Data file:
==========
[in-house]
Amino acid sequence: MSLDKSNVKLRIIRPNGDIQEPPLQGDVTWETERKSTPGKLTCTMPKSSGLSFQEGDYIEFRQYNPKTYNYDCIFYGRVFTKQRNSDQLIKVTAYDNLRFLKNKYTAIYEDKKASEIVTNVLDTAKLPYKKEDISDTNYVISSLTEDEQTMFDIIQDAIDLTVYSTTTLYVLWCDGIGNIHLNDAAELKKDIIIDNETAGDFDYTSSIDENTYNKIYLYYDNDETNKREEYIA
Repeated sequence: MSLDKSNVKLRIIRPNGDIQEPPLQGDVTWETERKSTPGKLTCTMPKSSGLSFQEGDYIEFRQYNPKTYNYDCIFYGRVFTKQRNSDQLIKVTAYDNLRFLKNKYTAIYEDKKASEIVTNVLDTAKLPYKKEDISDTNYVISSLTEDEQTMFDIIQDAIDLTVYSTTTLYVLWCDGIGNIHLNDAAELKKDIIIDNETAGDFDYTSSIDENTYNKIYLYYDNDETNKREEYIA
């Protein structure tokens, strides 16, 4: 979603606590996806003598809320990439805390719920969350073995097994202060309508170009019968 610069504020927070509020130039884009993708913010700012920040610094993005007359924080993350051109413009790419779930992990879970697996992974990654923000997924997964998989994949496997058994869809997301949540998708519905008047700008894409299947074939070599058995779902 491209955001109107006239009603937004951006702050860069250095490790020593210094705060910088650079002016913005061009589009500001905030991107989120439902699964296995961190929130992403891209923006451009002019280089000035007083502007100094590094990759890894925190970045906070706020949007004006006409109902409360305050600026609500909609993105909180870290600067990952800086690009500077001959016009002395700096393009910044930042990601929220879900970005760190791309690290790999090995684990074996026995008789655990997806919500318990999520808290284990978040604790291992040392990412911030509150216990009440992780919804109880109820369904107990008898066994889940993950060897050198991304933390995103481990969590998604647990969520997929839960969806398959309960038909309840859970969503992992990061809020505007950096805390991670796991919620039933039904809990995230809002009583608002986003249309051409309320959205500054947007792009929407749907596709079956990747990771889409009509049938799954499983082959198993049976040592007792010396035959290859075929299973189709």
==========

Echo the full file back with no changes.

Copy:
[in-house]
Amino acid sequence: MSLDKSNVKLRIIRPNGDIQEPPLQGDVTWETERKSTPGKLTCTMPKSSGLSFQEGDYIEFRQYNPKTYNYDCIFYGRVFTKQRNSDQLIKVTAYDNLRFLKNKYTAIYEDKKASEIVTNVLDTAKLPYKKEDISDTNYVISSLTEDEQTMFDIIQDAIDLTVYSTTTLYVLWCDGIGNIHLNDAAELKKDIIIDNETAGDFDYTSSIDENTYNKIYLYYDNDETNKREEYIA
Repeated sequence: MSLDKSNVKLRIIRPNGDIQEPPLQGDVTWETERKSTPGKLTCTMPKSSGLSFQEGDYIEFRQYNPKTYNYDCIFYGRVFTKQRNSDQLIKVTAYDNLRFLKNKYTAIYEDKKASEIVTNVLDTAKLPYKKEDISDTNYVISSLTEDEQTMFDIIQDAIDLTVYSTTTLYVLWCDGIGNIHLNDAAELKKDIIIDNETAGDFDYTSSIDENTYNKIYLYYDNDETNKREEYIA
């Protein structure tokens, strides 16, 4: 979603606590996806003598809320990439805390719920969350073995097994202060309508170009019968 610069504020927070509020130039884009993708913010700012920040610094993005007359924080993350051109413009790419779930992990879970697996992974990654923000997924997964998989994949496997058994869809997301949540998708519905008047700008894409299947074939070599058995779902 491209955001109107006239009603937004951006702050860069250095490790020593210094705060910088650079002016913005061009589009500001905030991107989120439902699964296995961190929130992403891209923006451009002019280089000035007083502007100094590094990759890894925190970045906070706020949007004006006409109902409360305050600026609500909609993105909180870290600067990952800086690009500077001959016009002395700096393009910044930042990601929220879900970005760190791309690290790999090995684990074996026995008789655990997806919500318990999520808290284990978040604790291992040392990412911030509150216990009440992780919804109880109820369904107990008898066994889940993950060897050198991304933390995103481990969590998604647990969520997929839960969806398959309960038909309840859970969503992992990061809020505007950096805390991670796991919620039933039904809990995230809002009583608002986003249309051409309320959205500054947007792009929407749907596709079956990747990771889409009509049938799954499983082959198993049976040592007792010396035959290859075929299973189709």